Etymology
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property (n.)

c. 1300, properte, "nature, quality, distinctive character always present in an individual or class," later "possession, land or goods owned, things subject to ownership" (early 14c., but this sense is rare before 17c.), from an Anglo-French modification of Old French proprete, "individuality, peculiarity; property" (12c., Modern French propreté) and directly from Latin proprietatem (nominative proprietas) "ownership, a property, propriety, quality," literally "special character" (a loan-translation of Greek idioma), noun of quality from proprius "one's own, special" (see proper). Compare propriety, which is another form of the same French word.

For "possessions, private property" Middle English sometimes used proper goods. Hot property "sensation, a success" is from 1947 in stories in Billboard magazine.

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chemical (n.)

"a substance produced by a chemical process, a chemical agent," 1747, from chemical (adj.). Related: Chemicals.

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chemical (adj.)

1570s, "relating to chemistry, pertaining to the phenomena with which chemistry deals," from chemic "of alchemy" (a worn-down derivative of Medieval Latin alchimicus; see alchemy) + -al (1). In early use also of alchemy. Related: Chemically. Chemical warfare is attested from 1917.

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polymerization (n.)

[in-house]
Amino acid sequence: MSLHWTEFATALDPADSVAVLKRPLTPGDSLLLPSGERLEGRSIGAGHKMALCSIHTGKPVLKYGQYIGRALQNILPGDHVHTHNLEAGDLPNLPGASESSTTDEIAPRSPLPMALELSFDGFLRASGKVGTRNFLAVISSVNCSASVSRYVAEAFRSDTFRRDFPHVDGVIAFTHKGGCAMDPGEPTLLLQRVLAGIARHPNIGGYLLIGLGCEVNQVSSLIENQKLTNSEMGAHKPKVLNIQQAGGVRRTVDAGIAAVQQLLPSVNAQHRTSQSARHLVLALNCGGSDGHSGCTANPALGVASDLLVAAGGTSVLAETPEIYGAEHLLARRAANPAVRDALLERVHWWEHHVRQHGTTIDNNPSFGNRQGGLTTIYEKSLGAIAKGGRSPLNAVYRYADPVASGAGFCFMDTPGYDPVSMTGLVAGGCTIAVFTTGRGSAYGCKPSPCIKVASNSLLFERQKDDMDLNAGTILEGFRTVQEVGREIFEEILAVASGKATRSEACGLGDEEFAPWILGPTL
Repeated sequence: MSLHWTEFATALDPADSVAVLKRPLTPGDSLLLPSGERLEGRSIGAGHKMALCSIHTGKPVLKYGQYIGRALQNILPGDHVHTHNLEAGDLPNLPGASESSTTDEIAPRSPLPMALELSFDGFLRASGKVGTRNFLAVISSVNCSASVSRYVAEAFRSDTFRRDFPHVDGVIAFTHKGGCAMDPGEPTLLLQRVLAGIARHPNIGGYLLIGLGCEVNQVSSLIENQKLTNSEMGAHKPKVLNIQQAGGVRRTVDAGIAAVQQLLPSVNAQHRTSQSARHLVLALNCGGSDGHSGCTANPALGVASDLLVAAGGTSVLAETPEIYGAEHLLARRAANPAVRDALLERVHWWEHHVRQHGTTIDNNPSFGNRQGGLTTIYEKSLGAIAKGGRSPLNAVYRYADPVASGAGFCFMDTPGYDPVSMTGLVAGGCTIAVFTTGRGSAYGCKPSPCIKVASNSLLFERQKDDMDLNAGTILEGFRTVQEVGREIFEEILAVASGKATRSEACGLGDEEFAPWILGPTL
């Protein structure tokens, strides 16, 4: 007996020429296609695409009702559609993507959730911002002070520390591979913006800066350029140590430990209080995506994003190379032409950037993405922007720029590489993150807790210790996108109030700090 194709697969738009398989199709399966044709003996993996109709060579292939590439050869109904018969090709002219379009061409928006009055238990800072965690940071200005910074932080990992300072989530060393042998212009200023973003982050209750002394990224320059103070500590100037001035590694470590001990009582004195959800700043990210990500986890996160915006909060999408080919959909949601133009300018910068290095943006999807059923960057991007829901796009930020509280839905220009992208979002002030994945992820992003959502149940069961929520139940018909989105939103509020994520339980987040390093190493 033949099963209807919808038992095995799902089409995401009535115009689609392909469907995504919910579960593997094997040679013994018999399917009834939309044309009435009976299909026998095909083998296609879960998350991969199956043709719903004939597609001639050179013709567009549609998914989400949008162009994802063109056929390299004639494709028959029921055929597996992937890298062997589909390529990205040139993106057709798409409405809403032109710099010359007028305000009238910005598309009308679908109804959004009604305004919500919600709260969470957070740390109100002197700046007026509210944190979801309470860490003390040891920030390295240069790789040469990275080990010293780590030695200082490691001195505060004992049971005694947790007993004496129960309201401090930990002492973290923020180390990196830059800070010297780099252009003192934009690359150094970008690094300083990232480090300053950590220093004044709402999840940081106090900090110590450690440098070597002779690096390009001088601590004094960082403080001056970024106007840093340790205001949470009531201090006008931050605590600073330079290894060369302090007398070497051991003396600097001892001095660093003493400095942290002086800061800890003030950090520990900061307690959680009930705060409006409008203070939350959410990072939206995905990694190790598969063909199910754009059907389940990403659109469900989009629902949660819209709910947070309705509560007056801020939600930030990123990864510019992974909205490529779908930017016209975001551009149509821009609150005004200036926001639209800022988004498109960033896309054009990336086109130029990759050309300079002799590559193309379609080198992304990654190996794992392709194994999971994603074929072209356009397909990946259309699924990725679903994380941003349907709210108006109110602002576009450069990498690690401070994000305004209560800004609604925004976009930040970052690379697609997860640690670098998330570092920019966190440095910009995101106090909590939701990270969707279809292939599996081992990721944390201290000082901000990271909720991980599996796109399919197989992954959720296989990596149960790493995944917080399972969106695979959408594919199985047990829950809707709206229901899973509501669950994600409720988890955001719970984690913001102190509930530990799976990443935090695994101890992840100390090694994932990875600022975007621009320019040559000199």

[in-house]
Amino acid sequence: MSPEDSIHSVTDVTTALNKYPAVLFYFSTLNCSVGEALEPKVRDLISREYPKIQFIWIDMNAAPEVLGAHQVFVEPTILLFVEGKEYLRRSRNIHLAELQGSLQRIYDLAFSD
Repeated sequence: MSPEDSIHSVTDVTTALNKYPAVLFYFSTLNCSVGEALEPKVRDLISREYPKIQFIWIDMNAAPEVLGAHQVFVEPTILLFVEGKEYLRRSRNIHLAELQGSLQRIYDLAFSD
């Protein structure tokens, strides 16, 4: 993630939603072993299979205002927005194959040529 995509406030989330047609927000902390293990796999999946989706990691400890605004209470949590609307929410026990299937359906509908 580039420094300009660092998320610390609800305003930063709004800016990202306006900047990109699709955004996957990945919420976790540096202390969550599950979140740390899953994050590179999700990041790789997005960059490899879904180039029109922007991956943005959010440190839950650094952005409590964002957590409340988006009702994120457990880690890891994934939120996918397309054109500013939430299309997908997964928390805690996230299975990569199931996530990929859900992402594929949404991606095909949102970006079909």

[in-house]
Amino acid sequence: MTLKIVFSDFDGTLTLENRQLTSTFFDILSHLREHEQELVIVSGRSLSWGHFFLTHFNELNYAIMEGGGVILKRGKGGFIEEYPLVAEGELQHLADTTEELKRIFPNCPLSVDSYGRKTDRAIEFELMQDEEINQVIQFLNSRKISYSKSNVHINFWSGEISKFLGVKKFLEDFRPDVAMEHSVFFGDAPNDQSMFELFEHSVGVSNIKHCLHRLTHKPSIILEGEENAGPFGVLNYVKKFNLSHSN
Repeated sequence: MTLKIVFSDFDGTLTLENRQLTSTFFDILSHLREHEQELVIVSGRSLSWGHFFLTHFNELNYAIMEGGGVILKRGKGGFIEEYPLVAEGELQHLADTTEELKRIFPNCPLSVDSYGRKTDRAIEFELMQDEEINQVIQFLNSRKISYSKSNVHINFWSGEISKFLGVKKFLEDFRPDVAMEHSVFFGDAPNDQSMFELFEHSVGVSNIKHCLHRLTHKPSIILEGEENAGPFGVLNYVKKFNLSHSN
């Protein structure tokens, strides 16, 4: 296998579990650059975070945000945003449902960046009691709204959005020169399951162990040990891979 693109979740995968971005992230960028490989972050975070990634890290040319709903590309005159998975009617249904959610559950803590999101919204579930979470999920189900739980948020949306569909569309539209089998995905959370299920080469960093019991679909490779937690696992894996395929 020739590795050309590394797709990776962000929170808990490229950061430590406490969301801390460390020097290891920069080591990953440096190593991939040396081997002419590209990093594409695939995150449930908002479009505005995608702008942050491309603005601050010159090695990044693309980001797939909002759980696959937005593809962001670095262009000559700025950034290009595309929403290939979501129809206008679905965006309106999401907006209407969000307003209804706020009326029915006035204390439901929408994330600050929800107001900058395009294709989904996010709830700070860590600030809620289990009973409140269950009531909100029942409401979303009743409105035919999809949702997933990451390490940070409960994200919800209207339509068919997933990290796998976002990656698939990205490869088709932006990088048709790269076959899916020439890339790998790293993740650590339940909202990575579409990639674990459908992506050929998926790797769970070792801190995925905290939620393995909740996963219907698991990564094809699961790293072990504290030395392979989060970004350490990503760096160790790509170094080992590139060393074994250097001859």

"the property of certain compounds by virtue of which they differ in molecular weight and chemical properties though formed from the same elements in the same proportion," 1866, from polymer + -ization.

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polymerism (n.)

in chemistry, "that property of certain compounds by which they differ in molecular weight and chemical properties though formed from the same elements in the same proportion," 1833, from Greek polymerēs "having many parts" (see polymer) + -ism.

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photochemical (adj.)

1859, "of or pertaining to the chemical action of light," from photo- + chemical. Related: Photochemically.

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guanine (n.)
1846, from guano, from which the chemical first was isolated, + chemical suffix -ine (2).
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physicochemical (adj.)

also physico-chemical, "pertaining to or relating to both physics and chemistry," 1660s, from physico- + chemical (adj.).

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-one 
chemical suffix, from Greek -one, female patronymic (as in anemone, "daughter of the wind," from anemos); in chemical use denoting a "weaker" derivative. Its use in forming acetone (1830s) gave rise to the specialized chemical sense.
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ibogaine (n.)
nerve stimulant, 1901, from French ibogaine, from iboga, Congolese name of the shrub from which the chemical is extracted, + chemical suffix -ine (2).
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